So I adjusted with a second point targetted at the peak of the image. It has given us an interesting look and shows us how the tone curve can be used creatively. You will notice these changes as you start to use it more. Pay attention, and you will learn how to create your own artistic ‘looks’ or presents.
Since I am going for a more natural look, I mode the points around to create a more natural curve. I also adjusted the left terminal point down. This last adjustment took away most of the extreme highlights. As you can see from the histogram on top, our image is more balanced now.
Play around with the tone curve every chance you get. Once you get used to it, click on the RGB buttons on top of the tone curve box. These will give you curves for the three primary colors — Red, Green, and Blue. Refer to my article on how to reduce shadows in Lightroom for more details on this part.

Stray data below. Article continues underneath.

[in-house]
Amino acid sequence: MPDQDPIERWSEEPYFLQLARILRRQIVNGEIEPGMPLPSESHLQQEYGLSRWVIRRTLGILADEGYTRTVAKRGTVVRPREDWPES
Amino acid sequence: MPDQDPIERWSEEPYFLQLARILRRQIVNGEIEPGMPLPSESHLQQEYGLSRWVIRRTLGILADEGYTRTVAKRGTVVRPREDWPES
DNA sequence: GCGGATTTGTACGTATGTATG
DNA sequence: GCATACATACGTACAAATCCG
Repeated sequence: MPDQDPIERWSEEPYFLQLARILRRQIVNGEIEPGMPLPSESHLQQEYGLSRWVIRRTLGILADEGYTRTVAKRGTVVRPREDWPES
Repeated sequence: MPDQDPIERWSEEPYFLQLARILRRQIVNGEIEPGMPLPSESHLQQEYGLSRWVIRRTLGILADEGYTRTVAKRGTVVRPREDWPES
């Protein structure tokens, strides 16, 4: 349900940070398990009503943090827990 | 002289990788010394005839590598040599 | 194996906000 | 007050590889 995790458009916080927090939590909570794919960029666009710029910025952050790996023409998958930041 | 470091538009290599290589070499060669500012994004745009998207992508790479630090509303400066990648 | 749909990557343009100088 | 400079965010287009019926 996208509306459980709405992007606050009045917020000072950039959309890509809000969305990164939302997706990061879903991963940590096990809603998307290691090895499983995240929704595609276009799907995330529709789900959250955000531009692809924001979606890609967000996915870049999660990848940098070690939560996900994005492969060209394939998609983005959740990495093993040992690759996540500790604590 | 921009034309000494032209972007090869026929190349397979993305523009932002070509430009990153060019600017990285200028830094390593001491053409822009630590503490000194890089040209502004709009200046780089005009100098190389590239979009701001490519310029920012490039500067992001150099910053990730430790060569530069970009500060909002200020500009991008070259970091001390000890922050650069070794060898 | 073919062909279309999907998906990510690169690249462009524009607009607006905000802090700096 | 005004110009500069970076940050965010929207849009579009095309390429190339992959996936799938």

Let’s say I have an image where only one part is overexposed. Maybe that part was in the sun, and the rest of the image was in the shade. In that case, I would have to make a ‘local adjustment.’ This is where the masks come in.
Lightroom 2022 has a very sophisticated masking section. Here I will use the radial mask.
This photo is mostly okay, but there is a hot area in the middle where the sun is coming in. Let’s use a radial mask to balance that area and make it look more natural.